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NASA creates first 3D printed object in space


Washington, Nov 26 (PTI) The world’s first zero-gravity 3D printer on the International Space Station (ISS) has created the first object made using additive manufacturing, paving the way for future long-term space expeditions.

“This first print is the initial step towards providing an on-demand machine shop capability away from Earth,” said Niki Werkheiser, project manager for the ISS 3-D Printer at NASA’s Marshall Space Flight Centre in Huntsville, Alabama.

“The space station is the only laboratory where we can fully test this technology in space,” said Werkheiser.

NASA astronaut Barry Wilmore, Expedition 42 commander aboard the ISS, installed the printer on November 17 and conducted the first calibration test print.

Based on the test print results, the ground control team sent commands to realign the printer and printed a second calibration test on November 20.

These tests verified that the printer was ready for manufacturing operations. On November 24, ground controllers sent the printer the command to make the first printed part: a faceplate of the extruder’s casing.

This demonstrated that the printer can make replacement parts for itself, NASA said.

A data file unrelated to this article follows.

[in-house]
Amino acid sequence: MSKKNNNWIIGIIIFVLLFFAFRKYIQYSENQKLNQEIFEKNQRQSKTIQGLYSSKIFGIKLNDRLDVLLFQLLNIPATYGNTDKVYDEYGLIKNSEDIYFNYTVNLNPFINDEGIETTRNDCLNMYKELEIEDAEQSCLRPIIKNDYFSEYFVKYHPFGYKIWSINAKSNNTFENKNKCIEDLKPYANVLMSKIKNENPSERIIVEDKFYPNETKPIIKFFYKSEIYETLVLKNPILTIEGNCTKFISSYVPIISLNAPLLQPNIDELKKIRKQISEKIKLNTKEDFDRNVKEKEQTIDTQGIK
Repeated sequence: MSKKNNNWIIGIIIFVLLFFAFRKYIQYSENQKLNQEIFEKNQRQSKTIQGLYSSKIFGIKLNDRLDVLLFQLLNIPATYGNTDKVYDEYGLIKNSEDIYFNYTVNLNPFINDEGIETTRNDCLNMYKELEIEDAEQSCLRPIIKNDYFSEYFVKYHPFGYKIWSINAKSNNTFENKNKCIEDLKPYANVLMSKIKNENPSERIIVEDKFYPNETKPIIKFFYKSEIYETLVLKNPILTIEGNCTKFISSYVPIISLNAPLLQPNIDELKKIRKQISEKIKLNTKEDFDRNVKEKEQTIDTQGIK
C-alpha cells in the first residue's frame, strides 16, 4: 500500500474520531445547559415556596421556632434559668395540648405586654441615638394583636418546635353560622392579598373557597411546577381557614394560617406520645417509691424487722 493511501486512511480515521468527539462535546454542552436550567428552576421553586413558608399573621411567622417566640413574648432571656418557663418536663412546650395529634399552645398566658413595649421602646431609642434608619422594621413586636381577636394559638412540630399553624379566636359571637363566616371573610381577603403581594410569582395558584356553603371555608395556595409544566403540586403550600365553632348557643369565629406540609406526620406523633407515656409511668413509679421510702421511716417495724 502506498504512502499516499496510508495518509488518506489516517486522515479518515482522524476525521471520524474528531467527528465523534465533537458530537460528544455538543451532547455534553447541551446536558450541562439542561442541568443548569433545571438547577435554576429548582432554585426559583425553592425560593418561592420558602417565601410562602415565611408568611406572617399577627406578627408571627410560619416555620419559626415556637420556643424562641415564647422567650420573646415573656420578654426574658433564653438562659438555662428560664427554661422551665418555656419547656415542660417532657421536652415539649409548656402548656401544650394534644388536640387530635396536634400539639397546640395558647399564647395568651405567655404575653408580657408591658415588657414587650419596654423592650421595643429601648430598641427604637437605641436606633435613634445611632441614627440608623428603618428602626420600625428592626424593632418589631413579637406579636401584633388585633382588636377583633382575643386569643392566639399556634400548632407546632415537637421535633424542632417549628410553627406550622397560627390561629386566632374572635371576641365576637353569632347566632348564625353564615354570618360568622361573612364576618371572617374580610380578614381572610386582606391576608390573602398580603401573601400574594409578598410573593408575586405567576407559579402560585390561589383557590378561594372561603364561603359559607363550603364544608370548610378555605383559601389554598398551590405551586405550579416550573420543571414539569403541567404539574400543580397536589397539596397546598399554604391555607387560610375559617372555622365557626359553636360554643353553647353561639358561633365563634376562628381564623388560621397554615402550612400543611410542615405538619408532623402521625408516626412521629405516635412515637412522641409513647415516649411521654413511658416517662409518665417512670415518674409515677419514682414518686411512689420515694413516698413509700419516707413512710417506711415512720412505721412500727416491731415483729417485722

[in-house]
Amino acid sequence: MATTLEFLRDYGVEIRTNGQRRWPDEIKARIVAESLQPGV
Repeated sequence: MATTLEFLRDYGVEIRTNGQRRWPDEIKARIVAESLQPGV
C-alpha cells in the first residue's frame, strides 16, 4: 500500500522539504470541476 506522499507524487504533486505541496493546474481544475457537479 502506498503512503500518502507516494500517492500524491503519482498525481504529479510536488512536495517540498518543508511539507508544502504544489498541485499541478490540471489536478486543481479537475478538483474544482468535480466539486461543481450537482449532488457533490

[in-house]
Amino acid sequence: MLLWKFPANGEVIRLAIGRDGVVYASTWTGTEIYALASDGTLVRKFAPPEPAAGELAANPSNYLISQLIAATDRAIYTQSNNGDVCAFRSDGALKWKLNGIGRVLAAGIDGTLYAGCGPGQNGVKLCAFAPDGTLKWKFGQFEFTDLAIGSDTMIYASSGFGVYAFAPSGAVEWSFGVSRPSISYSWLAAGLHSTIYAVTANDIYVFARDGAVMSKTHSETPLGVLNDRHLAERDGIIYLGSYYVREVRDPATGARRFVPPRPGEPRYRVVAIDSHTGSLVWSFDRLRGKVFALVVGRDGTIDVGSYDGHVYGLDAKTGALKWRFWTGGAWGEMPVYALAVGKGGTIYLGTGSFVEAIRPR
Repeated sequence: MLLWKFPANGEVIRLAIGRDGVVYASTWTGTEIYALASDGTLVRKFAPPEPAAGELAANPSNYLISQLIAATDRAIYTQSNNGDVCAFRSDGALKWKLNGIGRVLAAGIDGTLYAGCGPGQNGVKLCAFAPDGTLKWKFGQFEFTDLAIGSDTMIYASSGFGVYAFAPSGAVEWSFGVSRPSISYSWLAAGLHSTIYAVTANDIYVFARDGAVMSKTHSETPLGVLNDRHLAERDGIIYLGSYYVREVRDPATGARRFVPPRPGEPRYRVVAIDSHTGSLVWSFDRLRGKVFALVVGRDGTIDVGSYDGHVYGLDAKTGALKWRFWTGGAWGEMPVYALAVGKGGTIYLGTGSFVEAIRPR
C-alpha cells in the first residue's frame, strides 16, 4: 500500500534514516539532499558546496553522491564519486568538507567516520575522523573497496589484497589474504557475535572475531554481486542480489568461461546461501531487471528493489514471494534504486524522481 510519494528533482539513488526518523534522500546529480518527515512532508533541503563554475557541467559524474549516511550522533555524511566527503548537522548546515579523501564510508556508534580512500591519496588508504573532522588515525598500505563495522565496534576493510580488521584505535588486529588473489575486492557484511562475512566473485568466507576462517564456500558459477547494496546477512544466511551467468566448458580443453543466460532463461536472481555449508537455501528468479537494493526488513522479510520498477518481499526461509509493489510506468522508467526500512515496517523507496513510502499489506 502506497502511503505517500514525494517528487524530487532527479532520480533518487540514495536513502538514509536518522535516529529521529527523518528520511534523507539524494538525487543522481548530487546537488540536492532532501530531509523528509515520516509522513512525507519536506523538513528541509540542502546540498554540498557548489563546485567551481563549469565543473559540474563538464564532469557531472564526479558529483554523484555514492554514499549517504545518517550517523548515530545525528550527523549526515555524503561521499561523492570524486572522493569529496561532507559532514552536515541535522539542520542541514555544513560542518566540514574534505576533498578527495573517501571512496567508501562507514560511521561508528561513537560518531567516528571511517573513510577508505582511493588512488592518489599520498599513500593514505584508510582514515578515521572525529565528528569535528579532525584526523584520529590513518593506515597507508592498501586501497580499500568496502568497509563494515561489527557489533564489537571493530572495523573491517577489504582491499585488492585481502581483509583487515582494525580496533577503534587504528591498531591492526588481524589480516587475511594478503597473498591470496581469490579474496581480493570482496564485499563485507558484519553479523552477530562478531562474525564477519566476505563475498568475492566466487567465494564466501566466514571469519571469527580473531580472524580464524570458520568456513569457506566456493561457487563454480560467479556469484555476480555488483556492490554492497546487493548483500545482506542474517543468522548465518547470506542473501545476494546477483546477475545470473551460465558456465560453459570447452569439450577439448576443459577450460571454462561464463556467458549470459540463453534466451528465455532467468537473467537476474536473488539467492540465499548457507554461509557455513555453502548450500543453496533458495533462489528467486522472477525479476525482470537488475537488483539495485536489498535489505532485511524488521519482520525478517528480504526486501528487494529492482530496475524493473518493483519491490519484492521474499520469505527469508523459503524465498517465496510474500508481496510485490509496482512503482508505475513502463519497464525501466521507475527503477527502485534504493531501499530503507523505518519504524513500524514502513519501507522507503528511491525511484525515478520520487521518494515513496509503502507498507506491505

The 3-D printer uses a process formally known as additive manufacturing to heat a relatively low-temperature plastic filament and extrude it one layer at a time to build the part defined in the design file sent to the machine.

Wilmore then removed the part from the printer and inspected it. Part adhesion on the tray was stronger than anticipated, which could mean layer bonding is different in microgravity, a question the team will investigate as future parts are printed.

Wilmore installed a new print tray, and the ground team sent a command to fine-tune the printer alignment and printed a third calibration coupon.

When Wilmore removes the calibration coupon, the ground team will be able to command the printer to make a second object.

The results from this first print are contributing to a better understanding about the parameters to use when 3-D printing on the space station.

“This is the first time we’ve ever used a 3-D printer in space, and we are learning, even from these initial operations,” Werkheiser said.

“As we print more parts we’ll be able to learn whether some of the effects we are seeing are caused by microgravity or just part of the normal fine-tuning process for printing. When we get the parts back on Earth, we’ll be able to do a more detailed analysis to find out how they compare to parts printed on Earth,” said Werkheiser.

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